Background: The prevalence and level of overweight in childhood is rapidly increasing. One potential contributor to the rise in overweight is a decline in physical activity (PA). The purpose of this study was to compare levels and patterns of PA and PA related personality in normal-weight (NW) and overweight (OW) 6- to 10-yr-old children.
Methods: Subjects were grouped into OW (N = 59, BMI = 24.2 +/- 4.8 kg/m2) or NW (N = 61, BMI = 15.7 +/- 1.5 kg/m2) according to International Obesity Task Force cut-offs. PA was assessed by accelerometry. Parents filled in a questionnaire on PA and sedentary behaviour and PA related personality of their child (born tired, moves slowly, is often tired, lacks energy, avoids physical efforts, prefers watching playing children instead of joining them, is always active, needs to let himself/herself go, has a lot of energy).
Results: NW children spent on average 77 min/day in MVPA, whereas OW children only 57 min/day (p = .001). OW children had fewer 5, 10 and 20 min bouts of MVPA (p = .01). OW and NW children showed identical PA patterns on both week days and weekends, although at different levels. According to parents' report, a greater percentage of OW children was not engaged in any sport (46% versus 23%, chi2 = 6.3, p = .01). OW children had a less active personality (p < .001), watched more TV during weekend (p < .01), but no differences were found in outside play or non-active play. BMI of mother and father explained 29% of the variance in children's BMI z-score (p < .001). PA related personality, screen behaviour during weekend and MVPA explained an additional 12% (p < 0.01).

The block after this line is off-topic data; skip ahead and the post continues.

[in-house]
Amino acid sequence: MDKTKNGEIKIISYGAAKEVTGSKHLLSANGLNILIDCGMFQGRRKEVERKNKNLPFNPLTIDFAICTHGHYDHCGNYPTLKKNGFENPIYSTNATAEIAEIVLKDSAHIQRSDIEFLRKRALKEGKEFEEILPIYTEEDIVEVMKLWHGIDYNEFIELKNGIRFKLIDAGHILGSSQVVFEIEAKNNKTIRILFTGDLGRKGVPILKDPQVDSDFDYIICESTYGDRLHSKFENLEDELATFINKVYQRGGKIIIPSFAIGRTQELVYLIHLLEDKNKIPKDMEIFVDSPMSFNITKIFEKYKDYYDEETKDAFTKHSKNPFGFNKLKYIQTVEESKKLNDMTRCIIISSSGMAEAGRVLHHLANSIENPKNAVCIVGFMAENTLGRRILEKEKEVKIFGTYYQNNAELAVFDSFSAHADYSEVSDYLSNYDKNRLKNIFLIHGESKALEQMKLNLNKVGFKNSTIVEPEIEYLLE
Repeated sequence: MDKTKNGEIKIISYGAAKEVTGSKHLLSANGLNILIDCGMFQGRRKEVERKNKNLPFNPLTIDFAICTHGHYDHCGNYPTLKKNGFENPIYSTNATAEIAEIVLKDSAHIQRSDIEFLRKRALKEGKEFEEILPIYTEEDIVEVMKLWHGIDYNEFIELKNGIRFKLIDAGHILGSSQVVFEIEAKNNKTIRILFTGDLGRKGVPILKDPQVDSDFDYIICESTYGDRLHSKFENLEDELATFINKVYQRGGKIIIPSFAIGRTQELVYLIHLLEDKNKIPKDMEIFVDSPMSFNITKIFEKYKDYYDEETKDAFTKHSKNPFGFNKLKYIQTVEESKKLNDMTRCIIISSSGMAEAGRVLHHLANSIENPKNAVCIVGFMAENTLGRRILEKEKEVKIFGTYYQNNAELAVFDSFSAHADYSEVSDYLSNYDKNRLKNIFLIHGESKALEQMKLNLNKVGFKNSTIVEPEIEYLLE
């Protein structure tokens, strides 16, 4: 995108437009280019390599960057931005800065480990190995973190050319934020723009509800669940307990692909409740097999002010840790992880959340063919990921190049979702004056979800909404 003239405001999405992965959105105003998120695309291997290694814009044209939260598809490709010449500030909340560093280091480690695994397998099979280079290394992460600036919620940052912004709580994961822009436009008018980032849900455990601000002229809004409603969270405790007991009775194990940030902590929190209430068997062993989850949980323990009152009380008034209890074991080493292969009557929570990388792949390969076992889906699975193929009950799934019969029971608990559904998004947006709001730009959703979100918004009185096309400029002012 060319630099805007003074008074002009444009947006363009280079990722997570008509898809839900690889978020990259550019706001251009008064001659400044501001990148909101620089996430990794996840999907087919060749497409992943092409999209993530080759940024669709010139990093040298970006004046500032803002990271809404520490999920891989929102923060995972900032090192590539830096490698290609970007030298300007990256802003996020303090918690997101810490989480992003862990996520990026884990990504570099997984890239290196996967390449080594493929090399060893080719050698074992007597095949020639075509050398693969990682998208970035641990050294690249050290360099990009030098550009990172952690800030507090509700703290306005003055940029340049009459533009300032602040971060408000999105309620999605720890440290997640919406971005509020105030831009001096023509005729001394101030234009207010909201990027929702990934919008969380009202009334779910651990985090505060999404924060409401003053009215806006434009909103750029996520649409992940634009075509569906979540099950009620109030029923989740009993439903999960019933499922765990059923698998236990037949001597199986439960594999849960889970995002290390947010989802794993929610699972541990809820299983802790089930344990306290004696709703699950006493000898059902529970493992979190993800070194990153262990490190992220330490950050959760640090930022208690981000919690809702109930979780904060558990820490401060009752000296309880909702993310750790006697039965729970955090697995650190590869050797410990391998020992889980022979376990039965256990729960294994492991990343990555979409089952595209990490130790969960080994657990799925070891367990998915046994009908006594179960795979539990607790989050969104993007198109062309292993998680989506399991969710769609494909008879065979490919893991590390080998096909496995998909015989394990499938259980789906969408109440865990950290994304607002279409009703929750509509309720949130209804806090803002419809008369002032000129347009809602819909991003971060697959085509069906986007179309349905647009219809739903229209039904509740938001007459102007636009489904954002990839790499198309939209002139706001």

Conclusion: The results of this study demonstrate that NW children spent on average 20 min per day more in MVPA. PA patterns were similar in NW versus OW children, although at different levels. Greatest differences in PA according to weight status were found in the afternoon during after school hours. This is the first study to show distinct PA related personality traits in OW children compared to NW peers.